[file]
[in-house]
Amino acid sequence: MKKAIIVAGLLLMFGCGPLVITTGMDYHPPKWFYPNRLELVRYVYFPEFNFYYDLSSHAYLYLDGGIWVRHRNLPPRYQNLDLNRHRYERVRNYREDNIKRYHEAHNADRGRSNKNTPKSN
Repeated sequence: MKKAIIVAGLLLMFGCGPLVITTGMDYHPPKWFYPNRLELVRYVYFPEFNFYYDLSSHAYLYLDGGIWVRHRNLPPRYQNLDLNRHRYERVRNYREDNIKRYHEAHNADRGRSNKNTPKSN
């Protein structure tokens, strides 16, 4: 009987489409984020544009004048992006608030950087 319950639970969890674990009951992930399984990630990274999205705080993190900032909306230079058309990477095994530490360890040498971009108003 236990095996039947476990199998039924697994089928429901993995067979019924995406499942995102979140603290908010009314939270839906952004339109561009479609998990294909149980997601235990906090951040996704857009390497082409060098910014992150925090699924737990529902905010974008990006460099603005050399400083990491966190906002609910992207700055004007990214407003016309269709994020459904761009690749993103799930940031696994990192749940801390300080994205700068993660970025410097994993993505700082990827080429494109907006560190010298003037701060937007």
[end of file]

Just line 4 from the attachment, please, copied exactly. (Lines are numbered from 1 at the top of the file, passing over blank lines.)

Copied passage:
């Protein structure tokens, strides 16, 4: 009987489409984020544009004048992006608030950087 319950639970969890674990009951992930399984990630990274999205705080993190900032909306230079058309990477095994530490360890040498971009108003 236990095996039947476990199998039924697994089928429901993995067979019924995406499942995102979140603290908010009314939270839906952004339109561009479609998990294909149980997601235990906090951040996704857009390497082409060098910014992150925090699924737990529902905010974008990006460099603005050399400083990491966190906002609910992207700055004007990214407003016309269709994020459904761009690749993103799930940031696994990192749940801390300080994205700068993660970025410097994993993505700082990827080429494109907006560190010298003037701060937007």